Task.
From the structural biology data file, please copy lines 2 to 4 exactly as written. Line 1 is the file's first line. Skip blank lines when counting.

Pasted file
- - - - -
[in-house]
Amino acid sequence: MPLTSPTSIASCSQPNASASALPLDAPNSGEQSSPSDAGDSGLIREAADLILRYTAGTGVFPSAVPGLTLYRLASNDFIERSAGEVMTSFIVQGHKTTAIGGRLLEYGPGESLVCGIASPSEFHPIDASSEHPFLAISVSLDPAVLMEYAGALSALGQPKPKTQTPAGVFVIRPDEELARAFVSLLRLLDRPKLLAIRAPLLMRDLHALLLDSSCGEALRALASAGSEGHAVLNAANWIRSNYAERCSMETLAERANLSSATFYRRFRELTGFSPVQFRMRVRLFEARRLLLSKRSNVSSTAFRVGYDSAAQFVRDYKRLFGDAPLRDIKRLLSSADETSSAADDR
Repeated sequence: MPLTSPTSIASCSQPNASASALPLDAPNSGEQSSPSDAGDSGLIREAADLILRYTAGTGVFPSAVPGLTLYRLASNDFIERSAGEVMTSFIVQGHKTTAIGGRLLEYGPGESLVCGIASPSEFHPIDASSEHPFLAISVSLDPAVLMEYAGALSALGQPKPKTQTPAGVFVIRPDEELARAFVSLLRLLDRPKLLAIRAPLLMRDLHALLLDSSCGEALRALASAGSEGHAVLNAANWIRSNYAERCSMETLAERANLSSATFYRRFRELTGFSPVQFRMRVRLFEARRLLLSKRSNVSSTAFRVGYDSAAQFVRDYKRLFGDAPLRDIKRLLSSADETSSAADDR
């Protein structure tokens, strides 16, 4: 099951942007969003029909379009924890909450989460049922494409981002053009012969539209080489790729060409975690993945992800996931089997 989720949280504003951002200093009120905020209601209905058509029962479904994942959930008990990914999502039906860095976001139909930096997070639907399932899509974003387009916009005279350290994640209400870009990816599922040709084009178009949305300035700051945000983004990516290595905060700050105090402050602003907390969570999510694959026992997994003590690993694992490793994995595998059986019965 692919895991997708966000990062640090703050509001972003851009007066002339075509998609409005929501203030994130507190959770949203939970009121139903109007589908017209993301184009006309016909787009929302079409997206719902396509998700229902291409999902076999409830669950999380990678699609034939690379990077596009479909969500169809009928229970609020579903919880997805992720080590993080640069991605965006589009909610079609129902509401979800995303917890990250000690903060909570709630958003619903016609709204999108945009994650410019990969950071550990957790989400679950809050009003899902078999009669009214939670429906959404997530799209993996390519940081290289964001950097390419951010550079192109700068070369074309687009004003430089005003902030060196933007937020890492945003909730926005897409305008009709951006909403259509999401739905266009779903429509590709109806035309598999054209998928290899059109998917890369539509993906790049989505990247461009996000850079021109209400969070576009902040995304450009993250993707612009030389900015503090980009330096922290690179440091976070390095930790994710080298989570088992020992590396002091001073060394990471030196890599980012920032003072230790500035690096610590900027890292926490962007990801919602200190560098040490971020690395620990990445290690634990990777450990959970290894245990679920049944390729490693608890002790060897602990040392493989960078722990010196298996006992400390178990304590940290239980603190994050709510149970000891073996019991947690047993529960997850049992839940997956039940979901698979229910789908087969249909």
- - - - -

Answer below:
Amino acid sequence: MPLTSPTSIASCSQPNASASALPLDAPNSGEQSSPSDAGDSGLIREAADLILRYTAGTGVFPSAVPGLTLYRLASNDFIERSAGEVMTSFIVQGHKTTAIGGRLLEYGPGESLVCGIASPSEFHPIDASSEHPFLAISVSLDPAVLMEYAGALSALGQPKPKTQTPAGVFVIRPDEELARAFVSLLRLLDRPKLLAIRAPLLMRDLHALLLDSSCGEALRALASAGSEGHAVLNAANWIRSNYAERCSMETLAERANLSSATFYRRFRELTGFSPVQFRMRVRLFEARRLLLSKRSNVSSTAFRVGYDSAAQFVRDYKRLFGDAPLRDIKRLLSSADETSSAADDR
Repeated sequence: MPLTSPTSIASCSQPNASASALPLDAPNSGEQSSPSDAGDSGLIREAADLILRYTAGTGVFPSAVPGLTLYRLASNDFIERSAGEVMTSFIVQGHKTTAIGGRLLEYGPGESLVCGIASPSEFHPIDASSEHPFLAISVSLDPAVLMEYAGALSALGQPKPKTQTPAGVFVIRPDEELARAFVSLLRLLDRPKLLAIRAPLLMRDLHALLLDSSCGEALRALASAGSEGHAVLNAANWIRSNYAERCSMETLAERANLSSATFYRRFRELTGFSPVQFRMRVRLFEARRLLLSKRSNVSSTAFRVGYDSAAQFVRDYKRLFGDAPLRDIKRLLSSADETSSAADDR
């Protein structure tokens, strides 16, 4: 099951942007969003029909379009924890909450989460049922494409981002053009012969539209080489790729060409975690993945992800996931089997 989720949280504003951002200093009120905020209601209905058509029962479904994942959930008990990914999502039906860095976001139909930096997070639907399932899509974003387009916009005279350290994640209400870009990816599922040709084009178009949305300035700051945000983004990516290595905060700050105090402050602003907390969570999510694959026992997994003590690993694992490793994995595998059986019965 692919895991997708966000990062640090703050509001972003851009007066002339075509998609409005929501203030994130507190959770949203939970009121139903109007589908017209993301184009006309016909787009929302079409997206719902396509998700229902291409999902076999409830669950999380990678699609034939690379990077596009479909969500169809009928229970609020579903919880997805992720080590993080640069991605965006589009909610079609129902509401979800995303917890990250000690903060909570709630958003619903016609709204999108945009994650410019990969950071550990957790989400679950809050009003899902078999009669009214939670429906959404997530799209993996390519940081290289964001950097390419951010550079192109700068070369074309687009004003430089005003902030060196933007937020890492945003909730926005897409305008009709951006909403259509999401739905266009779903429509590709109806035309598999054209998928290899059109998917890369539509993906790049989505990247461009996000850079021109209400969070576009902040995304450009993250993707612009030389900015503090980009330096922290690179440091976070390095930790994710080298989570088992020992590396002091001073060394990471030196890599980012920032003072230790500035690096610590900027890292926490962007990801919602200190560098040490971020690395620990990445290690634990990777450990959970290894245990679920049944390729490693608890002790060897602990040392493989960078722990010196298996006992400390178990304590940290239980603190994050709510149970000891073996019991947690047993529960997850049992839940997956039940979901698979229910789908087969249909």